Evanston aldermen went into Monday’s budget session looking at a 6.5 percent property tax increase, and after several close votes came out with a boost trimmed to 3.9 percent.

The aldermen voted 5-4 to spend $500,000 received from Northwestern University to reduce property taxes — after a lengthy debate about budget philosophy.

The $500,000 is almost half of a pool of money — $350,000 each year for three years — that the university agreed to pay after its purchase of 1800 Sherman Ave. took that building off the tax rolls.

For many years the aldermen have tried to follow a budget philosophy that uses one-time revenue only for capital improvements — in the belief that using such funds for day-to-day expenses will lead to more painful budget shortfalls down the road.

But with the city now scheduled to start receiving property tax revenue from commercial lessees in the building this year after a transitional period of getting no tax revenue from it, and perhaps persuaded that a payment spread over three years isn’t one-time revenue — the aldermen decided to spend almost half the money to cut taxes now.

The aldermen also voted 5-4 to shift $250,000 from water fund reserves into the general fund, despite warnings that it will mean the city will have to start issuing bonds sooner to fund water main improvement projects.

Aldermen Moran, Tisdahl, Wollin and Wynne voted against both measures.

The aldermen also approved a suggestion from Alderman Edmund Moran, 6th Ward, to drop a staff plan to start charging residents $1.50 to buy stickers to be used on yard waste bags and reinstate an increase in the trash pickup fee that appears on city water bills from $3.72 to $5 per month.

Ald. Moran argued the stickers would be a major annoyance for local residents.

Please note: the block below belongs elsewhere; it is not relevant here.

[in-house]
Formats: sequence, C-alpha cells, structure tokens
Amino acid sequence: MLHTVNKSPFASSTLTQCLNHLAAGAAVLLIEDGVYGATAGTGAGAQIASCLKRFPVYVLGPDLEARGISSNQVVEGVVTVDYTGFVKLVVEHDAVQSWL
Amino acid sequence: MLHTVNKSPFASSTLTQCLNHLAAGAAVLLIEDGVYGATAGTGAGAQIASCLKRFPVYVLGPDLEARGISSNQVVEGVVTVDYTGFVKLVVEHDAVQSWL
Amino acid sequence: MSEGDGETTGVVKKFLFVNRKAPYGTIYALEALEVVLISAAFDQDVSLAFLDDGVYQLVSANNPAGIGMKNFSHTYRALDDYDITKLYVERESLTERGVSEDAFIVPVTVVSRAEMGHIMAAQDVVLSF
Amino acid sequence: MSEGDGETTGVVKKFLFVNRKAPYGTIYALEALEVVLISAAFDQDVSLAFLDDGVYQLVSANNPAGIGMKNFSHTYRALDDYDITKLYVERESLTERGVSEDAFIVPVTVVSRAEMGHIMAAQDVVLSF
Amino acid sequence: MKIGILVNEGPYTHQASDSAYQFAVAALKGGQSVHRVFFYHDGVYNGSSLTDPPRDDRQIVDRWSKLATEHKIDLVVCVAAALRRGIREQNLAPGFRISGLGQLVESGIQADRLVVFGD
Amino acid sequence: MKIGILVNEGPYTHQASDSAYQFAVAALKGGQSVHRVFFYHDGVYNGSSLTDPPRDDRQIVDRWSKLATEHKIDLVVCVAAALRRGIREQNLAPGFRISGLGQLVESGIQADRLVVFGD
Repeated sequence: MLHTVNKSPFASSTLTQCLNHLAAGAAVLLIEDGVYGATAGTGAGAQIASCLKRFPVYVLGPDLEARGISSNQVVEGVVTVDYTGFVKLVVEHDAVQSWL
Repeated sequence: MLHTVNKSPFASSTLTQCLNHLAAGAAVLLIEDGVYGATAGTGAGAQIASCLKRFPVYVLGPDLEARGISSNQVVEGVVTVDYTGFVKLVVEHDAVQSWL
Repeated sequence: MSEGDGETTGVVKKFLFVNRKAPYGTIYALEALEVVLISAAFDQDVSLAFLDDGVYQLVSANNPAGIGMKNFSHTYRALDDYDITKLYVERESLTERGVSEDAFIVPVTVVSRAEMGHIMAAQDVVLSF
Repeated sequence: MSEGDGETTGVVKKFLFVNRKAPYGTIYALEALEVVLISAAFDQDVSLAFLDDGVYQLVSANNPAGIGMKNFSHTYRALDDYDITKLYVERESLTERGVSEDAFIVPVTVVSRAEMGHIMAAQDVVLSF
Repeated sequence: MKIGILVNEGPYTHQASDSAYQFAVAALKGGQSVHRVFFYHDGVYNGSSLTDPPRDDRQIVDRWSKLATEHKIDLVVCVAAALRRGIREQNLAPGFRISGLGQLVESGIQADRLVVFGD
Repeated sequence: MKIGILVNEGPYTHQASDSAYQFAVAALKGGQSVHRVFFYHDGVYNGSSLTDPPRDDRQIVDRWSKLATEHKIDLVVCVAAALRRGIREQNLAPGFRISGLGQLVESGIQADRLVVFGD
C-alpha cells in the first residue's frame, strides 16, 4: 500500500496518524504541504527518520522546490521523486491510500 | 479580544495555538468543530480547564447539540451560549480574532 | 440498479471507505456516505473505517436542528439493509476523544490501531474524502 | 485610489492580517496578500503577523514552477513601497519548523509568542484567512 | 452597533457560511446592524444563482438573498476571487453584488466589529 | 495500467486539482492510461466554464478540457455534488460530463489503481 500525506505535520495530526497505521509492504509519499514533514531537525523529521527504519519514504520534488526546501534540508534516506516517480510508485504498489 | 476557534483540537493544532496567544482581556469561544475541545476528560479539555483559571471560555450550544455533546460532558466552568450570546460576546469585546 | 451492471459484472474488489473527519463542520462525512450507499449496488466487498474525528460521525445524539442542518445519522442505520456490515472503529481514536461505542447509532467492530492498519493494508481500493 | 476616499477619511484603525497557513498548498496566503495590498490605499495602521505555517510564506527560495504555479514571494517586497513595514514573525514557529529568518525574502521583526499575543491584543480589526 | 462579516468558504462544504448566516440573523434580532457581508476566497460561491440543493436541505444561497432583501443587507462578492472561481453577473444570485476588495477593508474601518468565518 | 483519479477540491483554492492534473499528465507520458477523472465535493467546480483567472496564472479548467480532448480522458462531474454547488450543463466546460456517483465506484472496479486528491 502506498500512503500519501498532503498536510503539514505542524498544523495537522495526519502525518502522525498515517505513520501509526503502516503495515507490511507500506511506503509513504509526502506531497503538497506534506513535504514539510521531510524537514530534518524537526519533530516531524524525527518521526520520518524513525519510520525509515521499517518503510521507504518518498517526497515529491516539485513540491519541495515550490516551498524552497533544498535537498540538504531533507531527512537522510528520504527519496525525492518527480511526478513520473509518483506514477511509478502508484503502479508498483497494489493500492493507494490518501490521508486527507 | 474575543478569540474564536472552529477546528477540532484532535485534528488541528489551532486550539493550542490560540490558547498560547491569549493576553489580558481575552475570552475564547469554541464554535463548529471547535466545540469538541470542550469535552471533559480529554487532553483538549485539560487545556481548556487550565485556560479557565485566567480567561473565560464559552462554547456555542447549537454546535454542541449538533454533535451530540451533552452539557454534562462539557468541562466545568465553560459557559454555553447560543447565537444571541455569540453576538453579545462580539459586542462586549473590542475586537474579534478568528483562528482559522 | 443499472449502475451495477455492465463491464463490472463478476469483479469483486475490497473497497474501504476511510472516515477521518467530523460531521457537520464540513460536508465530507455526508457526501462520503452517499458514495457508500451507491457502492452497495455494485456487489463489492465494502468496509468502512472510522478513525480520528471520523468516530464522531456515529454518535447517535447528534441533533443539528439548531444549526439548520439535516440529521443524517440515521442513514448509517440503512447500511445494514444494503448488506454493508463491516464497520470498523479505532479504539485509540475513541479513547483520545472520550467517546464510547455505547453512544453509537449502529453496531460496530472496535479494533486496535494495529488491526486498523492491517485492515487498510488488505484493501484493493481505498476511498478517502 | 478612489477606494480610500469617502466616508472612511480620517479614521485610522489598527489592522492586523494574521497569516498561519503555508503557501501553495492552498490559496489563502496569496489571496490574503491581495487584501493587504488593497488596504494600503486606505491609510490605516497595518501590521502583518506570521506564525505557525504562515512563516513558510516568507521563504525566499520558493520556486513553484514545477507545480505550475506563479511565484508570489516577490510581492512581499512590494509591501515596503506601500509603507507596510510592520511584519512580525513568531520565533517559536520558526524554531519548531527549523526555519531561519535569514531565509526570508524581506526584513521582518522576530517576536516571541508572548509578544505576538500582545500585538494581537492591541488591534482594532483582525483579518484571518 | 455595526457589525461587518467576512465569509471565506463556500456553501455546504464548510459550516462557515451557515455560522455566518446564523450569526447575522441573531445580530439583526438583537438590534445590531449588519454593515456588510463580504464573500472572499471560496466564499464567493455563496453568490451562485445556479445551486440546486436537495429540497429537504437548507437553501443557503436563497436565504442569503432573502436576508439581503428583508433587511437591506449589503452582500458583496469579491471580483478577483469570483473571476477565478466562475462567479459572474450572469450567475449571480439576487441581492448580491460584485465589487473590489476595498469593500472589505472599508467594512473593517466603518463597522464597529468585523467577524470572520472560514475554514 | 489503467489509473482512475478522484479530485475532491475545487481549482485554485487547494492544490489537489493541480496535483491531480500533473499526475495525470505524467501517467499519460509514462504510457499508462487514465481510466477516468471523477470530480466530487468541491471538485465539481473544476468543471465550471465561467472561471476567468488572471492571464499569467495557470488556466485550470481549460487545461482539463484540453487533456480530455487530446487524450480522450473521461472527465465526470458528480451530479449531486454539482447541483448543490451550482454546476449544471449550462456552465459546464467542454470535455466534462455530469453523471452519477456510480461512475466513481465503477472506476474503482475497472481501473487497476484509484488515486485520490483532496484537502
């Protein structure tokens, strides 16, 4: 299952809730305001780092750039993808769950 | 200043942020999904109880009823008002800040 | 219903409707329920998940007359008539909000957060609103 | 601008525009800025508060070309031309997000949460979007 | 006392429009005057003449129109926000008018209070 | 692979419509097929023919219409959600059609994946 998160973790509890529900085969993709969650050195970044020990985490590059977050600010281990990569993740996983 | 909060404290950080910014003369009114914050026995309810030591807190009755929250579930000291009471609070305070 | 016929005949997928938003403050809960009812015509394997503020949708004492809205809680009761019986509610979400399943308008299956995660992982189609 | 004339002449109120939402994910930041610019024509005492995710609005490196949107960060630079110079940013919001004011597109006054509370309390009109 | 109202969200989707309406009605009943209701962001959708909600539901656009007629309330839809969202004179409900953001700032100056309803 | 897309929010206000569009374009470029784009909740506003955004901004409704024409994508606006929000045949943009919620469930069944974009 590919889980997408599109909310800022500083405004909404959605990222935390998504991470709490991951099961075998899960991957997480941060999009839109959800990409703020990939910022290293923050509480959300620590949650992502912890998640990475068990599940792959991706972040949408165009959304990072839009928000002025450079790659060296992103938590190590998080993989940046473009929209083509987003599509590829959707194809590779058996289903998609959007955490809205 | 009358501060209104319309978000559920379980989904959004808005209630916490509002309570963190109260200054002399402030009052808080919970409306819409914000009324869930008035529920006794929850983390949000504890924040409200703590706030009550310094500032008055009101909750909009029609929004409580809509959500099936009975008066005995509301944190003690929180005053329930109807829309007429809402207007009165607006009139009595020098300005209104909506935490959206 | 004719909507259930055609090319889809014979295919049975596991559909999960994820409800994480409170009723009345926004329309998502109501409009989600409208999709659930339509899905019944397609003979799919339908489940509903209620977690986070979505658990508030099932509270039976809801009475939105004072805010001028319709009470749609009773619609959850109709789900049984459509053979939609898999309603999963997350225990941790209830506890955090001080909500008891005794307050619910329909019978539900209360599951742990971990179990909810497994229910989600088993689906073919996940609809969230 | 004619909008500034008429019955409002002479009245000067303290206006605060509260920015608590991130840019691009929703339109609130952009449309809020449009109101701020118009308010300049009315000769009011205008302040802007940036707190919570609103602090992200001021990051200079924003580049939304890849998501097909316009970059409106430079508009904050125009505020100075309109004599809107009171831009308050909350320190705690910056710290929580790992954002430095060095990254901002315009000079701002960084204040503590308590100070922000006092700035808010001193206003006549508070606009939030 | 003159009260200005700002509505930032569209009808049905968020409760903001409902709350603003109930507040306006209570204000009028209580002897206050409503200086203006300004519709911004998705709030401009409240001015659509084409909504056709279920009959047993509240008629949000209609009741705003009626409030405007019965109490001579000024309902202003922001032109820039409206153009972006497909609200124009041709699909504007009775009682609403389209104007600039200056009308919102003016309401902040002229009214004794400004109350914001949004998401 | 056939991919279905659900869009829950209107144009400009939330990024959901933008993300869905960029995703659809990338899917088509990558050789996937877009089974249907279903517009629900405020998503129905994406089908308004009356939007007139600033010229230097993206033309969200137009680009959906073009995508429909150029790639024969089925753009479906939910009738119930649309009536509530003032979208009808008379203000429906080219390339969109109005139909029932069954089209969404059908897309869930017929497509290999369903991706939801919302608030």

Alderman Ann Rainey, 8th Ward, agreed with eliminating the stickers, but said the trash fee increase was unwise because the fee, unlike the property tax, is not deductible on federal and state income tax returns.

The swap, which reduces the property tax levy by a total of $100,000, was approved 5-4 with Aldermen Bernstein, Hansen, Rainey and Wollin voting against.

The aldermen may be able to reduce the property tax increase a bit more at their next meeting, Feb. 26, the last before the budget-adoption deadline at the end of the month.

They learned Monday that sales tax revenue has been higher than expected this year, but city staff asked for time to do further research before agreeing that it would be prudent to increase the sales tax revenue projection in next year’s budget.

Alderman Ann Rainey, 8th Ward, suggested also increasing the projected revenue from the real estate transfer tax — which has consistently exceeded projections in recent years. City Manager Julia Carroll said those numbers have been inflated by sales of major buildings that can’t be expected to happen every year. But Ald. Rainey noted that the big sales have continued for several years and argued they now can be expected to continue.

Bill Smith is the editor and publisher of Evanston Now.

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1 Comment

  1. Tax hikes affect everyone
    In a recent discussion about taxes, I heard someone comment that we should raise taxes as much as necessary to make sure we’re offering appropriate social services to those in need.

    Though I appreciate the level of service we have in Evanston, I think we often forget that higher taxes affect everyone, including tenants and families with HCVs. Higher taxes are passed on to tenants through rent increases; for people with a Housing Choice Voucher, it can mean an increase in their out-of-pocket cost, which many HCV families simply cannot afford. We need to carefully balance the services we offer with their cost, as a tax increase will affect everyone, including the families we are trying to help with tax dollars.

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